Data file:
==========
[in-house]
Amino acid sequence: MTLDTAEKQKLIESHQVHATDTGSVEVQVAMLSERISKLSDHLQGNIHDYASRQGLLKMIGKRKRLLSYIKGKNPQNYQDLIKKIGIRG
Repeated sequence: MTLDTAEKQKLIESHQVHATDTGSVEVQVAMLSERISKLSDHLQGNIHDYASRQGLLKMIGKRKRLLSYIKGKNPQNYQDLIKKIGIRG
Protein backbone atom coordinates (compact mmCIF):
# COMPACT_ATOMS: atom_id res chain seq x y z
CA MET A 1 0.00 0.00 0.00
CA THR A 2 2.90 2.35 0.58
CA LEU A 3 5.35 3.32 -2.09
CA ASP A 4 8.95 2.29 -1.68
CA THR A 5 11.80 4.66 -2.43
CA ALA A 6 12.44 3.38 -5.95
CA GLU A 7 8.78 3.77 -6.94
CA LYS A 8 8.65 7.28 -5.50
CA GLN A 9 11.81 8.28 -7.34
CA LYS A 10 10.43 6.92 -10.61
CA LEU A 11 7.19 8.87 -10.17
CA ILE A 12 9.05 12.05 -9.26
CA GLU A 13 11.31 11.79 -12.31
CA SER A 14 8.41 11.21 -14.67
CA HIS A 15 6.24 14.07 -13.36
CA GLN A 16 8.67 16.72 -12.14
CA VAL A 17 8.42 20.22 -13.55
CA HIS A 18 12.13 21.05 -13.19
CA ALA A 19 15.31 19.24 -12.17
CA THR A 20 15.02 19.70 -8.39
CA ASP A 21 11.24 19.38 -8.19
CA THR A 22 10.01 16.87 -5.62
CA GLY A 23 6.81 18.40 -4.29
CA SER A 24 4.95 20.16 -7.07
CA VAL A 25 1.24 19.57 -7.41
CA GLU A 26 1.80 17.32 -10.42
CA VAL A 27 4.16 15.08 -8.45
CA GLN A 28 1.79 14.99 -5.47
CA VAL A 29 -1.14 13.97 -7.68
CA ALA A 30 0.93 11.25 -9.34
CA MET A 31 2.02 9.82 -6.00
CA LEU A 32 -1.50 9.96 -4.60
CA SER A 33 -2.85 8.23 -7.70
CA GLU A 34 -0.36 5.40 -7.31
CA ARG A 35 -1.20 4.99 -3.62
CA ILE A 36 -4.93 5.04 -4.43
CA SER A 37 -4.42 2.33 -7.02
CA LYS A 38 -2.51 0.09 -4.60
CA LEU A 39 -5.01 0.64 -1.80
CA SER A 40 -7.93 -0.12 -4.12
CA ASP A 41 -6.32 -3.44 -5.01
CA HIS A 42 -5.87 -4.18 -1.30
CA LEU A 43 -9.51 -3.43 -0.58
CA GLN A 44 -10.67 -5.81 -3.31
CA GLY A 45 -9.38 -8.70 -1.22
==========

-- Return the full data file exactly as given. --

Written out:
[in-house]
Amino acid sequence: MTLDTAEKQKLIESHQVHATDTGSVEVQVAMLSERISKLSDHLQGNIHDYASRQGLLKMIGKRKRLLSYIKGKNPQNYQDLIKKIGIRG
Repeated sequence: MTLDTAEKQKLIESHQVHATDTGSVEVQVAMLSERISKLSDHLQGNIHDYASRQGLLKMIGKRKRLLSYIKGKNPQNYQDLIKKIGIRG
Protein backbone atom coordinates (compact mmCIF):
# COMPACT_ATOMS: atom_id res chain seq x y z
CA MET A 1 0.00 0.00 0.00
CA THR A 2 2.90 2.35 0.58
CA LEU A 3 5.35 3.32 -2.09
CA ASP A 4 8.95 2.29 -1.68
CA THR A 5 11.80 4.66 -2.43
CA ALA A 6 12.44 3.38 -5.95
CA GLU A 7 8.78 3.77 -6.94
CA LYS A 8 8.65 7.28 -5.50
CA GLN A 9 11.81 8.28 -7.34
CA LYS A 10 10.43 6.92 -10.61
CA LEU A 11 7.19 8.87 -10.17
CA ILE A 12 9.05 12.05 -9.26
CA GLU A 13 11.31 11.79 -12.31
CA SER A 14 8.41 11.21 -14.67
CA HIS A 15 6.24 14.07 -13.36
CA GLN A 16 8.67 16.72 -12.14
CA VAL A 17 8.42 20.22 -13.55
CA HIS A 18 12.13 21.05 -13.19
CA ALA A 19 15.31 19.24 -12.17
CA THR A 20 15.02 19.70 -8.39
CA ASP A 21 11.24 19.38 -8.19
CA THR A 22 10.01 16.87 -5.62
CA GLY A 23 6.81 18.40 -4.29
CA SER A 24 4.95 20.16 -7.07
CA VAL A 25 1.24 19.57 -7.41
CA GLU A 26 1.80 17.32 -10.42
CA VAL A 27 4.16 15.08 -8.45
CA GLN A 28 1.79 14.99 -5.47
CA VAL A 29 -1.14 13.97 -7.68
CA ALA A 30 0.93 11.25 -9.34
CA MET A 31 2.02 9.82 -6.00
CA LEU A 32 -1.50 9.96 -4.60
CA SER A 33 -2.85 8.23 -7.70
CA GLU A 34 -0.36 5.40 -7.31
CA ARG A 35 -1.20 4.99 -3.62
CA ILE A 36 -4.93 5.04 -4.43
CA SER A 37 -4.42 2.33 -7.02
CA LYS A 38 -2.51 0.09 -4.60
CA LEU A 39 -5.01 0.64 -1.80
CA SER A 40 -7.93 -0.12 -4.12
CA ASP A 41 -6.32 -3.44 -5.01
CA HIS A 42 -5.87 -4.18 -1.30
CA LEU A 43 -9.51 -3.43 -0.58
CA GLN A 44 -10.67 -5.81 -3.31
CA GLY A 45 -9.38 -8.70 -1.22